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Centre's plan to shift artefacts from Gurusaday Museum to the Indian Museum

Gurusaday Museum in Joka has a priceless collection of 3,300 exhibits of folk art and craft
Artefacts on display at Gurusaday Museum in Joka

Anasuya Basu   |   Calcutta   |   Published 23.02.20, 08:46 PM

The central government, which withdrew its grant to Gurusaday Museum in 2017, has proposed to take over the museum’s artefacts and shift them to the Indian Museum.

Gurusaday Museum in Joka has a priceless collection of 3,300 exhibits of folk art and craft, including an impressive collection of kantha artworks, some of them heirlooms collected from undivided Bengal.

Raghvendra Singh, chief executive officer (CEO), development of museums and cultural spaces, in the ministry of culture, said the staff at the museum, which according to him was located in a “far-off place, were not adequately trained.

“I have met the people of Gurusaday Museum and I have also visited the museum in Joka. It is situated in a very far-off place where no one visits. The staff there also needs training. I have proposed to the people of Gurusaday Museum that the central government could take over the collection of the museum and keep it in the Indian Museum. They did not seem averse to the idea. We will meet them further on this,” Singh said on a recent visit to Calcutta.

The curator of Gurusaday Museum, Bijay Kumar Mandal, however, told Metro he was not aware of such a proposal. “We have not been told of this proposal. It is true that Raghvendra Singh visited the museum. He had promised that he would look into the matter of reviving the central grant and would prepare a report on the same but we heard nothing from him since then,” he said.

Mandal said the museum would oppose any move to take the collection away from the Joka house.

The artefacts at the museum are all part of the personal collection of Gurusaday Dutt, ICS, between 1929 and 1939, that he procured during his stint as the head of the district administration (magistrate/collector) of various districts of undivided Bengal.

The collection is housed in a building in Joka that came up on a five bigha plot of land donated by Dutt himself.

“This is Gurusaday Dutt’s collection that he had kept in the Bratachari gram. How can the collection be taken away from its appropriate surroundings? Besides, we do have foreigners, scholars and students coming in to see and study the collection,” Mandal said. He added that the government should try and raise awareness about museums and encourage people to visit them.

“We all know that the Indian Museum and the Victoria Memorial receive a huge number of visitors. But does that mean all other museums should shut down?” he asked.

Bengal Bratachari Society member Kamaleshwar Chatterjee, too, opposed Singh’s proposal. “I have met Singh when he was culture secretary. How can he propose taking away the collection from Gurusaday Museum? Who says our staff is not trained? Our curator has a PhD in museology.”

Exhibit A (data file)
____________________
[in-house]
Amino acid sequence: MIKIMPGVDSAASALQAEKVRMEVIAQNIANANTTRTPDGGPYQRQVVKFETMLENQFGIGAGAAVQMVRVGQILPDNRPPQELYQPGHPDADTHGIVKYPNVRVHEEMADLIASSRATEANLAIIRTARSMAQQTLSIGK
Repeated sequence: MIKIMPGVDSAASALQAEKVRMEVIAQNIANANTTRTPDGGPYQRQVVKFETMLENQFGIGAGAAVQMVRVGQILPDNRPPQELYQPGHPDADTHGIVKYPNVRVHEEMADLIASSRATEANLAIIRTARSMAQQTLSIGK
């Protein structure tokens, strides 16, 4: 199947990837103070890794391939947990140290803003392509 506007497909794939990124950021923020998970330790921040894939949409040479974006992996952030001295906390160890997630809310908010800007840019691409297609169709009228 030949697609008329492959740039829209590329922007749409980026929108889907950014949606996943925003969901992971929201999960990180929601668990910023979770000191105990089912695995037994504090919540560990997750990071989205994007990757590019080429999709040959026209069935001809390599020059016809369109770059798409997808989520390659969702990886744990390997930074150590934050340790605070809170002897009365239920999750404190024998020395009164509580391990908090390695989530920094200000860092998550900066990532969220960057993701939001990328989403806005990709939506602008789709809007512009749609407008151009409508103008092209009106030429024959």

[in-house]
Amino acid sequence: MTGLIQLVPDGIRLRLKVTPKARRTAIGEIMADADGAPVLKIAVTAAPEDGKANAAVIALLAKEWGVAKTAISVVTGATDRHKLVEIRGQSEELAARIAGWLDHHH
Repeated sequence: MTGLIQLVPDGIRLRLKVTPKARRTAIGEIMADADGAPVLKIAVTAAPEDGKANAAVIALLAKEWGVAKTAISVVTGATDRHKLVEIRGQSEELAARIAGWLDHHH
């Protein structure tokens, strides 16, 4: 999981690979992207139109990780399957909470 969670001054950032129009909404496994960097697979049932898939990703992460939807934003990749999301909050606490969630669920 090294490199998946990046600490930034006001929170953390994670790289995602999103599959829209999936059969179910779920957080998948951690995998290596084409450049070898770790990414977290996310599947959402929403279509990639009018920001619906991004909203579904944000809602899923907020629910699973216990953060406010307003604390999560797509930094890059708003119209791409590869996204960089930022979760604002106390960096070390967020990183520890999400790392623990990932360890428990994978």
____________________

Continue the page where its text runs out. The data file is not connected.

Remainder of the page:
But the funds-starved museum has been unable to pay salaries to the staff for several months.

Malavika Banerjee, who took the initiative of starting online crowdfunding to save Gurusaday Museum, said: “It’s good that Mr Singh has examined issues that can be improved. Distance in itself is not a problem, we just need the display to be attractive. For example, Eco Park is far from the heart of the city and yet people flock there. We would look forward to Mr Singh’s enlightened guidance to show the staff how to curate and display the collection better. His passion for curation and textiles both resonate with the museum.”

The museum was opened in 1961 and in 1984 and an agreement between the President of India and the Bengal Bratachari Society (founded by Dutt) was signed, whereby the government was to give all financial requirements to maintain the Museum.

The grants were released directly from the development commissioner (handicrafts), office of the development commissioner (handicrafts), ministry of textiles.

In 2017, the government wrote to the museum saying it was unable to support it and stopped the grant. Since then the museum has been trying to raise funds through crowd funding, through projects from the backward classes welfare department and the directorate of micro, small and medium enterprises.

Each of the items at the museum is unique. Apart from kantha, the museum has a huge collection of patachitras, sweet moulds, puppets and a myriad other artefacts that reflect the vibrant rural life and present a colourful narrative of social traditions, religious beliefs, practices and motifs, aesthetic assimilation and cultural influences of undivided Bengal.

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